Incorporating C code in an Ocaml project using Ocamlbuild

by: Matthieu Lemerre  tags: ocaml and build  published: 10 August 2012

I am currently developping the code generation phase of my L programming language, using LLVM. LLVM provides Ocaml bindings for building LLVM code and executing them, but there are no easy way to inspect the result of execution when complex data structures are produced.

It turned out that writing these C stubs was not hard at all; and the OCaml documentation for doing that is quite good. The most difficult part was fighting Ocamlbuild to incorporate these C stubs into the project.

A simple example project

To get started, here is a sample example project with two OCaml file and one C file.

  • File toto_c.c:
#include <stdio.h>
void toto(void)
  printf("Hello from C\n");
  • File
external toto_a: unit -> unit = "toto";;

let toto_b () = toto_a(); toto_a();;

This file provides the "ocaml part" of the "toto" library: the additional definition toto_b is implemented in ml, not in C.

In simpler implementations with no OCaml definition of the library, or to provide a separation, the external declarations could be put in a standalone .mli file (e.g. toto.mli).

  • File


  • The -custom flag allows to build a custom runtime, i.e. to embed an OCaml interpreterin the test.byte file, linked with toto.o.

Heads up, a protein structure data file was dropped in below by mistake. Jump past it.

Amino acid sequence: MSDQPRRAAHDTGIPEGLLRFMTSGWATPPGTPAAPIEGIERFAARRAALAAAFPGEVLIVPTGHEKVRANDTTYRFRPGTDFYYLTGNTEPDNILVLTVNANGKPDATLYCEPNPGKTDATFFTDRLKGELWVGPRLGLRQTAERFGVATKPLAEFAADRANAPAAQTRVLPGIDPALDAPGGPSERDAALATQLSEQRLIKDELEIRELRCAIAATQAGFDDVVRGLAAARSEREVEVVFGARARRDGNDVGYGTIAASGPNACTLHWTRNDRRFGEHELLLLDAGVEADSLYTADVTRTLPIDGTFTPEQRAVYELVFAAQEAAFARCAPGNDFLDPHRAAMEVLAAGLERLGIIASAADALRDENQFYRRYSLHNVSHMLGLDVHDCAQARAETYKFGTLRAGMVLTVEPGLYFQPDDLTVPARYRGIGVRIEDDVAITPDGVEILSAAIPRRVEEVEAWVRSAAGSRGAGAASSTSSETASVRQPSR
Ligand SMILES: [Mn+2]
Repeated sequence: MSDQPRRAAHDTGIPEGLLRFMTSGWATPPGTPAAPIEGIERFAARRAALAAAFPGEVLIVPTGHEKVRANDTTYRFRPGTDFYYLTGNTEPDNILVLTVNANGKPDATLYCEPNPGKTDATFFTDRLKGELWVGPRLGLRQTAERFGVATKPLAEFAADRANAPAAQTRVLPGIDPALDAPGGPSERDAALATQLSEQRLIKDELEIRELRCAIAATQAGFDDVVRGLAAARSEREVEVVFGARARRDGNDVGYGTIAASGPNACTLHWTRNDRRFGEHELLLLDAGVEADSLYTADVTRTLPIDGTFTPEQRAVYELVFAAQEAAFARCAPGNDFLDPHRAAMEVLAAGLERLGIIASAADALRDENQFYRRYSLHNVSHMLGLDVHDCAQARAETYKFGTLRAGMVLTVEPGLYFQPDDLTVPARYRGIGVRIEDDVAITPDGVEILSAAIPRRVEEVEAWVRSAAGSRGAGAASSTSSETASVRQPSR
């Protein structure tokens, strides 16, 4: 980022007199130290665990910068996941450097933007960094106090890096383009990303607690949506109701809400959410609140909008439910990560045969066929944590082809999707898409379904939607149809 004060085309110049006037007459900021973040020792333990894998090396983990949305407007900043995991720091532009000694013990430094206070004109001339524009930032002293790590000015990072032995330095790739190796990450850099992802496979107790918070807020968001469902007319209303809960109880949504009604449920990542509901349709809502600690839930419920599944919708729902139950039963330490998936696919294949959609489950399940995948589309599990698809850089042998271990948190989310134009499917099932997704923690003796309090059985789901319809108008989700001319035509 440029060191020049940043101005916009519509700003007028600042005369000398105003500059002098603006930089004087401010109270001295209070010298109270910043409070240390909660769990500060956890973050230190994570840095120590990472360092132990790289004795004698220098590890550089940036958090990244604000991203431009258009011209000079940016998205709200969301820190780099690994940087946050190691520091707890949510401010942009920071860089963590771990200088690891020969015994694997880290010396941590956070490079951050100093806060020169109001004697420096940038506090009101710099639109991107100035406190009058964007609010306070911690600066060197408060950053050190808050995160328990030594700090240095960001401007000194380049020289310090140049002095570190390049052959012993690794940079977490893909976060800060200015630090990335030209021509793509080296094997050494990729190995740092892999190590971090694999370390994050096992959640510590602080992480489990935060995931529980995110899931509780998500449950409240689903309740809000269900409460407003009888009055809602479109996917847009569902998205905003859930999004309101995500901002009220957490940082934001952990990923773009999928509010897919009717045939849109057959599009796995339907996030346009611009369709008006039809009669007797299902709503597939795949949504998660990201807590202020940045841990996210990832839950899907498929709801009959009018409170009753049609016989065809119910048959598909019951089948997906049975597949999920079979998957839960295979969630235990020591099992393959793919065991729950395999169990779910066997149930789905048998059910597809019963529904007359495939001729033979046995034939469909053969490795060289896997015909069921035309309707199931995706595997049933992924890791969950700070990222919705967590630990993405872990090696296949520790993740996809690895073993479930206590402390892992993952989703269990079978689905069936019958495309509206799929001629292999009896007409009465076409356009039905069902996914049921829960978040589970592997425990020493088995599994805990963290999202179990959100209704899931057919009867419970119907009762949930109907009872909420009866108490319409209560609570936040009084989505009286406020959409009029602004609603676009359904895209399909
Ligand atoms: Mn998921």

• Here I compiled the c file using gcc, but it may also be built using ocamlc (the benefit being that ocamlc passes the correct include path options to gcc).

Using ocamlbuild flags

A very simple solution can be obtained by passing flags to ocamlbuild:

ocamlbuild toto_c.o
ocamlbuild main.byte -lflags -custom,toto_c.o

This solution could be used, for instance, in a solution that would use a "Makefile" driver together with ocamlbuild.

My current "pure ocamlbuild" solution

You will not be able to compile this with Ocamlbuild alone without a custom plugin, which is OCaml code (with regular syntax) to put in a file, that is automatically compiled by ocamlbuild.

Note: the user manual of ocamlbuild does not explain how to write a plugin, but the wiki has several pages that help.

After trying complicated alternatives, the solution I found consisted in writing a simple plugin adding a "linkdep" parameterized tag. When the operation is a link, this tag:

  • adds the file to the dependency list (so that it is also built)
  • adds it to the list of files to be linked (for some reason, when the "link" tag is active, i.e. the command is a link command, then Ocamlbuild add the files in the dependency list to list of input files to be linked).

The ocamlbuild plugin is rather small: just put the following in the file.

open Ocamlbuild_plugin;;

dispatch (function
  | After_rules ->
    pdep ["link"] "linkdep" (fun param -> [param])
  | _ -> ())

What this plugin does is "register that whenever the link and linkdep plugins are set, add the file passed as a parameter to the linkdep tag to the list of dependencies".

Then the _tags file only has to contain this:

<*.byte>: linkdep(toto_c.o), custom
<*.native>: linkdep(toto_c.o)